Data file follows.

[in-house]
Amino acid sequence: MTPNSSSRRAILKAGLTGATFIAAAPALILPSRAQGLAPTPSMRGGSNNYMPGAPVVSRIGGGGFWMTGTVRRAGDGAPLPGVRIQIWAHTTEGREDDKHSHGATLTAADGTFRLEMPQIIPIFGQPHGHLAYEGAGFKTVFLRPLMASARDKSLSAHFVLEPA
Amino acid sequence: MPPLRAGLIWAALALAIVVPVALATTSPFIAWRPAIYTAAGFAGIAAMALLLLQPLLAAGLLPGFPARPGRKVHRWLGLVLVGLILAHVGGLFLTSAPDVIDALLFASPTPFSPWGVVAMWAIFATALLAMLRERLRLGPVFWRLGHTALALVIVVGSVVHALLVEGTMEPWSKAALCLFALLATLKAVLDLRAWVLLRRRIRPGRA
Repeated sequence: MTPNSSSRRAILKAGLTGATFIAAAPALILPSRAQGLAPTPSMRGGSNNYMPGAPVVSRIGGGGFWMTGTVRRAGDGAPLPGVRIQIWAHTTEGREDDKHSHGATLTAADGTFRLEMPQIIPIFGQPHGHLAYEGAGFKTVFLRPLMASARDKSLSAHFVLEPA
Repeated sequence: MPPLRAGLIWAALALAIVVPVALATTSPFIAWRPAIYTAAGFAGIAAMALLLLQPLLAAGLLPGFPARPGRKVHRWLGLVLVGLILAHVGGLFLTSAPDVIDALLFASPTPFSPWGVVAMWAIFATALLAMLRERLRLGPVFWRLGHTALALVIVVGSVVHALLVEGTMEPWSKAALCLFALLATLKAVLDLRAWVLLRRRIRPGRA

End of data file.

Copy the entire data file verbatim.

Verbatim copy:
[in-house]
Amino acid sequence: MTPNSSSRRAILKAGLTGATFIAAAPALILPSRAQGLAPTPSMRGGSNNYMPGAPVVSRIGGGGFWMTGTVRRAGDGAPLPGVRIQIWAHTTEGREDDKHSHGATLTAADGTFRLEMPQIIPIFGQPHGHLAYEGAGFKTVFLRPLMASARDKSLSAHFVLEPA
Amino acid sequence: MPPLRAGLIWAALALAIVVPVALATTSPFIAWRPAIYTAAGFAGIAAMALLLLQPLLAAGLLPGFPARPGRKVHRWLGLVLVGLILAHVGGLFLTSAPDVIDALLFASPTPFSPWGVVAMWAIFATALLAMLRERLRLGPVFWRLGHTALALVIVVGSVVHALLVEGTMEPWSKAALCLFALLATLKAVLDLRAWVLLRRRIRPGRA
Repeated sequence: MTPNSSSRRAILKAGLTGATFIAAAPALILPSRAQGLAPTPSMRGGSNNYMPGAPVVSRIGGGGFWMTGTVRRAGDGAPLPGVRIQIWAHTTEGREDDKHSHGATLTAADGTFRLEMPQIIPIFGQPHGHLAYEGAGFKTVFLRPLMASARDKSLSAHFVLEPA
Repeated sequence: MPPLRAGLIWAALALAIVVPVALATTSPFIAWRPAIYTAAGFAGIAAMALLLLQPLLAAGLLPGFPARPGRKVHRWLGLVLVGLILAHVGGLFLTSAPDVIDALLFASPTPFSPWGVVAMWAIFATALLAMLRERLRLGPVFWRLGHTALALVIVVGSVVHALLVEGTMEPWSKAALCLFALLATLKAVLDLRAWVLLRRRIRPGRA